Recently a visionary biomedical engineer-trained researcher from University of Massachusetts Amherst received a three-year, $400,000 grant as part of the National Institutes of Health (NIH) Trailblazer Award. In what sounds more like a procedure out of futuristic science fiction, Chase Cornelison has been investigating the potential to actually harness the multiplying power of cancer cells to treat spinal cord injuries and restore function following brain damage. Apparently, this research has real backers from the NIH, namely from the National Institute of Biomedical Imaging and Engineering. A novel space, little to no minimal preliminary data exists.
The Problem: Neural Cells Do Not Recover nor Regenerate
As reported recently by University of Massachusetts Amherst, spinal cord and brain injuries are so devastating, often causing lifelong paralysis and disability, because unlike cells in other organs, neural cells do not recover or regenerate. As noted by the investigator, “If you get a neural injury, that injury doesn’t heal over time.” He continues, “One of the major reasons is because the tissue and the cells in the tissue stay inflammatory forever. We’re looking at remodeling the cells in that tissue and turning them toward pro-growth instead of toward inflammation.”
Cornelison, based on work at his lab at UMass Institute for Applied Life Sciences, seeks to merge two areas of his expertise and background. When he was a graduate student, he developed materials from nervous tissue for spinal cord regeneration. Then as a post-doc, he very intentionally focused on brain cancer.
Cornelison commented I was interested in learning new ways to modulate or modify the immune response,” he says. “And I realized one of the best ways was cancer. That’s why I gravitated toward cancer as a post-doc.”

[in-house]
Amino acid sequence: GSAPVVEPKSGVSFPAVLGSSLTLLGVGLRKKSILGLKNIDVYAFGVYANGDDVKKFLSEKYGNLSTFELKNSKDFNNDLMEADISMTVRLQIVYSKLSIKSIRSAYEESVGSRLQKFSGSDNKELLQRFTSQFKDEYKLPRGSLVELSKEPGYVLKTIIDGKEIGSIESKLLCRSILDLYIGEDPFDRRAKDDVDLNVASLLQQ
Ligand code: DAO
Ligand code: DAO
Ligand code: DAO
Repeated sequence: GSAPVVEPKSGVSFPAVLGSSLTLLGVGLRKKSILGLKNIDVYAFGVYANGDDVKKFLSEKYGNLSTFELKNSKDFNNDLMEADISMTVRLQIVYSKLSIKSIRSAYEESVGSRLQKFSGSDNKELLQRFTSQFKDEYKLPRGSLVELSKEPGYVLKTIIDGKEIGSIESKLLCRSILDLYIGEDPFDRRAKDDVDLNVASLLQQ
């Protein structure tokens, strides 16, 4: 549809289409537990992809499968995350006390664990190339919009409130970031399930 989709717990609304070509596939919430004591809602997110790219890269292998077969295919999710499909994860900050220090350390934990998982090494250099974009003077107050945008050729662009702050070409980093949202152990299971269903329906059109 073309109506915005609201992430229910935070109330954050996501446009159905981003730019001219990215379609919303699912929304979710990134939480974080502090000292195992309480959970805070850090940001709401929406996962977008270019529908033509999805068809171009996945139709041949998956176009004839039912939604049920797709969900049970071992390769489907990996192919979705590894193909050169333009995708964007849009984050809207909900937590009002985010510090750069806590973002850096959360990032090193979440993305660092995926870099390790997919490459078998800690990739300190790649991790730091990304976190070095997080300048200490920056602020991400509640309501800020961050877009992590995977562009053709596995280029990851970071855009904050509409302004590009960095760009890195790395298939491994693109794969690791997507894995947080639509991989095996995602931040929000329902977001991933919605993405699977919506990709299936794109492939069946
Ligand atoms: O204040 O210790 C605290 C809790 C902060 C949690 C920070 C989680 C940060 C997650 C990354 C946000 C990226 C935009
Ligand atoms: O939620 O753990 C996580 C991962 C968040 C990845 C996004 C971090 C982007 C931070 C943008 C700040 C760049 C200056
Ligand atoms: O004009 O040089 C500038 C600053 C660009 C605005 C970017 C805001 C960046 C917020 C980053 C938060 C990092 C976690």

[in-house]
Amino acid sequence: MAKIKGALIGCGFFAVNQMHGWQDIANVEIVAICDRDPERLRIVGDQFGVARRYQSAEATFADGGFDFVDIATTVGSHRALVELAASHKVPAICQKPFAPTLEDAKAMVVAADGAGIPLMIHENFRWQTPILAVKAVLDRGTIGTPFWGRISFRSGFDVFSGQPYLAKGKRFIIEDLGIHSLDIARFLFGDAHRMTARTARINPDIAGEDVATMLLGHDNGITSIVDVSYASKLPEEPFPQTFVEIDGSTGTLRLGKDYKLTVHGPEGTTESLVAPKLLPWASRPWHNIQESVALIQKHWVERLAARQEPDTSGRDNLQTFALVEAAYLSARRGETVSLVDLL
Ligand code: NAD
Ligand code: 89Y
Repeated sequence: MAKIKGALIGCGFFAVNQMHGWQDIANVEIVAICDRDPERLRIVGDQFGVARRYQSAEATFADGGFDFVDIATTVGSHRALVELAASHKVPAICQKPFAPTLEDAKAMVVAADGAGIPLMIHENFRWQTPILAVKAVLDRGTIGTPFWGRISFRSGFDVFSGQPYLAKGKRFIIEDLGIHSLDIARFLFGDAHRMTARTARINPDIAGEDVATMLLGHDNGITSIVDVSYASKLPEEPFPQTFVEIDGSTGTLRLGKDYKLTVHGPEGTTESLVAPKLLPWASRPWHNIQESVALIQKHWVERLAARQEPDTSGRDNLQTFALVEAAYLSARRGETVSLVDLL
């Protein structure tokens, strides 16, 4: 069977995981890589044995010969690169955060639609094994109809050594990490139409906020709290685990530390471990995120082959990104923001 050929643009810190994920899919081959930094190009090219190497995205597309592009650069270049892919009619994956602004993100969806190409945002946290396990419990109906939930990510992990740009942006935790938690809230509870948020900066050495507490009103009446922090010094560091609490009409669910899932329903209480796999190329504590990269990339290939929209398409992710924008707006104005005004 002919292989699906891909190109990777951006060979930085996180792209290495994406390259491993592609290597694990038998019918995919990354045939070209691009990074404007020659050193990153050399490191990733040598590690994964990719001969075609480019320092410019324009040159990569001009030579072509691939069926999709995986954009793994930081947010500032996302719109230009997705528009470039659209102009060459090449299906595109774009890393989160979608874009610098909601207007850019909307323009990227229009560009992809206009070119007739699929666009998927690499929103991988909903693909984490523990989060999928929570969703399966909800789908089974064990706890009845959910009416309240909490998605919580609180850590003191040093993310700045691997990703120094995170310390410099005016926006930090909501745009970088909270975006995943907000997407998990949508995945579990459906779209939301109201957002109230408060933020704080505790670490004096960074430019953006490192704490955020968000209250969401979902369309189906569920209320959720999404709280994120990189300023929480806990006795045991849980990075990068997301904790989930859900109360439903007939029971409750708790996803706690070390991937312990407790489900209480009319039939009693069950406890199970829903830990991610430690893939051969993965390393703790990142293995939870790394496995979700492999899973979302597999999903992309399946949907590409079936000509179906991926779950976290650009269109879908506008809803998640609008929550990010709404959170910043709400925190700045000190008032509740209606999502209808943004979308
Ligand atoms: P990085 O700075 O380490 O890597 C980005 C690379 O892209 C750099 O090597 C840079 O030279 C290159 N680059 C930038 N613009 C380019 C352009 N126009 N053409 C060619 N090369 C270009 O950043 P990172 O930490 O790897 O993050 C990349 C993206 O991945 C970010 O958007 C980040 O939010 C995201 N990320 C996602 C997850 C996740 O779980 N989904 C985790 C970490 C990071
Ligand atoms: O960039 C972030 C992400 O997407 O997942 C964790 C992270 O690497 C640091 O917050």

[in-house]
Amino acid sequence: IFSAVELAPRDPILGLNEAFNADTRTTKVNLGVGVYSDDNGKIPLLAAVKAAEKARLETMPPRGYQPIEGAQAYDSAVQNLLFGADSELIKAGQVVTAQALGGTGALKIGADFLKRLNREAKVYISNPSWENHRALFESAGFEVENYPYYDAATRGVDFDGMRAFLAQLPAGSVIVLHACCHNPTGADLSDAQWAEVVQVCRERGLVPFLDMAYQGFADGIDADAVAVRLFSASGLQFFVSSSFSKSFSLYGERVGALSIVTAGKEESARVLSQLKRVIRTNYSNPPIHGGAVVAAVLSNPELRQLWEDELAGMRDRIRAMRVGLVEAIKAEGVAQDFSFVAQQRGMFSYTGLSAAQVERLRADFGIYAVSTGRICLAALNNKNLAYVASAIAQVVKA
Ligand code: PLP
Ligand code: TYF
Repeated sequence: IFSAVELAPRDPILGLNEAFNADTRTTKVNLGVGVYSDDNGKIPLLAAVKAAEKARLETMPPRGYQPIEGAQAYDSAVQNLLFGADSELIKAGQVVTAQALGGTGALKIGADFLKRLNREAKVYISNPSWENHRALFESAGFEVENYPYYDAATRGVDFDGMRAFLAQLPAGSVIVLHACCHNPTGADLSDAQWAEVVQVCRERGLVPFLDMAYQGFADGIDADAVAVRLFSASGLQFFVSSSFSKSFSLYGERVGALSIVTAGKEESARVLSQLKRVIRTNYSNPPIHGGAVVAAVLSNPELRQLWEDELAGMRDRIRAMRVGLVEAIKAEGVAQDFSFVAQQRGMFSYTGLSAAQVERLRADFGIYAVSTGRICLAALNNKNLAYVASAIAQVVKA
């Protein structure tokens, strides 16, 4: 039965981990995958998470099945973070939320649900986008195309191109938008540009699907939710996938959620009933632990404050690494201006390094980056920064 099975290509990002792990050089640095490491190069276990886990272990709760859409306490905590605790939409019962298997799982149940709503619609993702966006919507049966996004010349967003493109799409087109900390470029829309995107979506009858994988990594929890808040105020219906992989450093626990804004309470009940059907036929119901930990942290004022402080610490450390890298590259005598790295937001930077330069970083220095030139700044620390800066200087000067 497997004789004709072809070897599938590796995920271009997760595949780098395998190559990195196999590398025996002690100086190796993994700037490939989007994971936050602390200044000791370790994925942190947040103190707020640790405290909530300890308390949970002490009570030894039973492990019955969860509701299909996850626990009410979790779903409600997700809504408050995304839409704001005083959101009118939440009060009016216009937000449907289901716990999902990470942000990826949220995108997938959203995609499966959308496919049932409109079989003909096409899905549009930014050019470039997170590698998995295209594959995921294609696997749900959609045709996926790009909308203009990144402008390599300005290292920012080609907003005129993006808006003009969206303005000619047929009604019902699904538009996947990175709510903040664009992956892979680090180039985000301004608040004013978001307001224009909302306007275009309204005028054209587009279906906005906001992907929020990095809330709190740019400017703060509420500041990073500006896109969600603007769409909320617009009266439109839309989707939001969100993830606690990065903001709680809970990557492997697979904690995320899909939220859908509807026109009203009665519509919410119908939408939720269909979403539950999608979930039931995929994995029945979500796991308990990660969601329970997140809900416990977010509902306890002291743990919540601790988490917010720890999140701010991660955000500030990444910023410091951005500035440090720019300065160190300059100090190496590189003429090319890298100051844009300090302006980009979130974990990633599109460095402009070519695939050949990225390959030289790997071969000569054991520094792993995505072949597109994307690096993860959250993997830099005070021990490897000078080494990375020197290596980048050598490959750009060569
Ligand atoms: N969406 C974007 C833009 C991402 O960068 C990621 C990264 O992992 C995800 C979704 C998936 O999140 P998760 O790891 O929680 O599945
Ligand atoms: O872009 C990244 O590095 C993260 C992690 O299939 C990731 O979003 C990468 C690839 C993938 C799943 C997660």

The Path Forward
Retraining neural cells to suppress inflammation and promote repair could potentially reverse the damage caused by spinal cord and brain injuries and diseases, including paralysis, Cornelison theorizes. To develop new therapeutic strategies, he studies the microenvironment where cancer cells meet and train other cells to aid tumor growth.
“That’s why tumors keep growing,” he explains. “We’re looking at how the cancer cells are interacting with the neural cells and trying to identify some of the signals passed to those cells so we can reengineer those signals as implantable material to try to regrow an injured spinal cord or injured brain tissue.”
The Mission—Build 3D ‘Scaffolds’
Cornelison’s aim is to build three-dimensional “scaffolds” from elements of cancer that his team can engineer as matrices. Two specific elements are the molecules that the tumors secrete into the environment and the sugars on the cancer cell surface, both of which may be involved in changing the behavior of other, non-cancer cells.
“We are not implanting a tumor into the nervous tissue so there is not any risk of promoting tumor growth,” Cornelison says. “We are isolating only specific factors that would be made by the tumor and we are taking them out of the context of cancer and basically purifying them. We’re using those purified molecules, which are no longer associated with the cancer.”
Chase Cornelison, Assistant Professor, University of Massachusetts, Amherst